While Berman and Nishant try to one-up each other pontificating on cable news, A.E. Peoria — the one reporter seemingly doing any work — is having a career crisis. He’s just returned from Chad, where, instead of the genocide, he was told by his editors to focus on mobile phone outsourcing, which they think is more relevant. And then, suddenly, the United States invades Iraq — and all hell breaks loose. As Hastings loses his naïveté about the journalism game, he must choose where his loyalties lie — with the men at The Magazine who can advance his career or with his friend in the field who is reporting the truth.

Michael Hastings was one of the best young journalists in America before his death last year. Best known, perhaps, for his Rolling Stone piece that got General Stanley McChrystal fired (a media and political furore that was overblown in the extreme, in my opinion). He wrote excellent books (including The Operators, a much-expanded account of his time with McChrystal) and excellent feature articles for multiple publications. He also, as it turned out, wrote The Last Magazine, a fictional account of his time at Newsweek. Published posthumously, it took me a while to get my hands on the book, and I have very mixed feelings about what I found.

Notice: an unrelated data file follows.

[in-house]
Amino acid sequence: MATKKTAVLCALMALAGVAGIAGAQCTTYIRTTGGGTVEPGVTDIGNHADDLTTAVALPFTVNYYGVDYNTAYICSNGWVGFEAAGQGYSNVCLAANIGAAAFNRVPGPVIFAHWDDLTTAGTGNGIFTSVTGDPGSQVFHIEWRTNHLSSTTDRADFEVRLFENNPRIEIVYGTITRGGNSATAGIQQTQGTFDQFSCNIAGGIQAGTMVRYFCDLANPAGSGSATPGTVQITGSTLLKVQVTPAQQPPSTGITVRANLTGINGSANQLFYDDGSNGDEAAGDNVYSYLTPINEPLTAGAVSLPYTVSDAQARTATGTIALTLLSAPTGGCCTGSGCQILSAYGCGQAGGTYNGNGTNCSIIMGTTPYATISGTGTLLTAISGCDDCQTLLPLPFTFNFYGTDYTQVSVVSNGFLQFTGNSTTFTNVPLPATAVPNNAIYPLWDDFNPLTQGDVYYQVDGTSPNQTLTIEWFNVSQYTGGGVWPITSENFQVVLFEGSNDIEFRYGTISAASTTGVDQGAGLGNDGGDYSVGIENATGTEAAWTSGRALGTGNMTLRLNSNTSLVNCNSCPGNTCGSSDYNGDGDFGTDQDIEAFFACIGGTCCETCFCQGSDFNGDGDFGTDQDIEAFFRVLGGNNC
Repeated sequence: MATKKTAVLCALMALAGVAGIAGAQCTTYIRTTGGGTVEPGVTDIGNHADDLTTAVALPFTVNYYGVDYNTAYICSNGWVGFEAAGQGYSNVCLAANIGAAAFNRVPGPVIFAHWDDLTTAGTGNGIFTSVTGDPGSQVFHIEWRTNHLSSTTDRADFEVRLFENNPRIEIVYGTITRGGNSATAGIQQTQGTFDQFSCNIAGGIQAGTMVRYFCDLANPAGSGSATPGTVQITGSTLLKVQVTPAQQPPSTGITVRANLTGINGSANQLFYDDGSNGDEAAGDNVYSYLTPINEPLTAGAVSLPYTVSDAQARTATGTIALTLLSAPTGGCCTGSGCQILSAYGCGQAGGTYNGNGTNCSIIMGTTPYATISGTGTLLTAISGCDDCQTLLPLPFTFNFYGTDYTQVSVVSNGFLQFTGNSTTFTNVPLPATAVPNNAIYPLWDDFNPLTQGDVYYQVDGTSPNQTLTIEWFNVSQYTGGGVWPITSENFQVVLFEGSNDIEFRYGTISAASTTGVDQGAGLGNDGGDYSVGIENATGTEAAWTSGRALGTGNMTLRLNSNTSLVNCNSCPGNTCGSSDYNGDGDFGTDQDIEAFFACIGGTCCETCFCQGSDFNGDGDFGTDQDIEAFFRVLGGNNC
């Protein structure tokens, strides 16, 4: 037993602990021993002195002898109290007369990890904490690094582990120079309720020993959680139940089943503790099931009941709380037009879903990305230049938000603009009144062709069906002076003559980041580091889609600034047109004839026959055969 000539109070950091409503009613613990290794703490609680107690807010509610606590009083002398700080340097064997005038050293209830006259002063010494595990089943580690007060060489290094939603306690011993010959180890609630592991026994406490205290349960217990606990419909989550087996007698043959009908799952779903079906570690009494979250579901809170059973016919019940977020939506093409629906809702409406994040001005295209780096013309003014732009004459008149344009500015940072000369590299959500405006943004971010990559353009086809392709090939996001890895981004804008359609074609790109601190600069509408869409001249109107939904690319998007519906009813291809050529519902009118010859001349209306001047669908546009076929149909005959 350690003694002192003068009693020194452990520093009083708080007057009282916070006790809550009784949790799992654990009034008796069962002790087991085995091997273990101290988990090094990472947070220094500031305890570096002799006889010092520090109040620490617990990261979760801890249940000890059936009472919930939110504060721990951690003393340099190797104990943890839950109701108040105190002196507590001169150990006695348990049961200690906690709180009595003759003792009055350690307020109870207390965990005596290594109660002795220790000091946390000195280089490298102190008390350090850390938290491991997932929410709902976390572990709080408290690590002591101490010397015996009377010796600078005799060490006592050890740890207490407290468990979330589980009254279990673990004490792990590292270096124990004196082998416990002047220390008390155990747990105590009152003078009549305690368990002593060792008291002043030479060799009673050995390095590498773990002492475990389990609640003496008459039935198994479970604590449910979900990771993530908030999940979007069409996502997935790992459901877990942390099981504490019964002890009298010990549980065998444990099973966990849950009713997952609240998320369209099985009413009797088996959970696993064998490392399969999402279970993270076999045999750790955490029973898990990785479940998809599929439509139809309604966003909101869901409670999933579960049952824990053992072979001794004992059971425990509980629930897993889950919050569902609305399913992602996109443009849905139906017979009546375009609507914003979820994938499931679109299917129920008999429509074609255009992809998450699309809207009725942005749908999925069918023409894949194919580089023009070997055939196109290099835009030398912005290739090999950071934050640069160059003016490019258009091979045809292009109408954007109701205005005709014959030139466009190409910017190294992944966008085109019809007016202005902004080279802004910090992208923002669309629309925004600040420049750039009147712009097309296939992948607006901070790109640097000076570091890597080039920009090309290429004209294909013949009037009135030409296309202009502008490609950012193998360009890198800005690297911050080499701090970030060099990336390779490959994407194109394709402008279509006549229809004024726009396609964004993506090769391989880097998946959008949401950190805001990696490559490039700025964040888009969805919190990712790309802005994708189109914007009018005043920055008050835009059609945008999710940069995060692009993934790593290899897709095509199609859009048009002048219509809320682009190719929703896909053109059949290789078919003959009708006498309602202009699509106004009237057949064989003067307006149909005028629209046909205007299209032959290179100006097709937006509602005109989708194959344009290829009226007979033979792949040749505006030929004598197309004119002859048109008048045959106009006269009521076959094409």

Wednesday, October 01, 2014

Quick Review: THINKING ABOUT IT ONLY MAKES IT WORSE by David Mitchell (Faber)

MitchellD-ThinkingAboutItOnlyMakesItWorseA superb collection of Mitchell’s Observer columns

Why is my jumper depreciating? What’s wrong with calling a burglar brave? Why are people so f***ing hung up about swearing? Why do the asterisks in that sentence make it okay? Why do so many people want to stop other people doing things, and how can they be stopped from stopping them? Why is every film and TV programme a sequel or a remake? Why are we so reliant on perpetual diversion that someone has created chocolate toothpaste? Is there anything to be done about the Internet?

These and many other questions trouble David Mitchell as he delights us with a tour of the absurdities of modern life – from Ryanair to Downton Abbey, sports day to smoking, nuclear weapons to phone etiquette, UKIP to hotdogs made of cats. Funny, provocative and shot through with refreshing amounts of common sense, Thinking About It Only Makes It Worse celebrates and commiserates on the state of things in our not entirely glorious nation.

David Mitchell is a comedian, actor, writer and the polysyllabic member of Mitchell and Webb. He won BAFTAs for Peep Show and That Mitchell and Webb Look, and has also starred in Jam and Jerusalem, The Bleak Old Shop of Stuff and Ambassadors. He writes for the Observer, chairs TheUnbelievable Truth, is a team captain on Would I Lie To You? and has been in two films, neither of which made a profit.

I have long been a fan of David Mitchell’s television work – That Mitchell & Webb Look, Peep Show (which I was actually didn’t love at first), the all-too-short Ambassadors mini-series, and his frequent guest spots on QI and Have I Got News For You being my favourites. After I listened to the audio edition of his superb memoir, Back Story, my respect for him grew even more (it’s among my top ten ‘reads’ of the year, easily). I didn’t know how frequently he had been writing for the Observer, however, so I was pleasantly surprised when I received a review copy of Thinking About It Only Makes It Worse. This is a great read.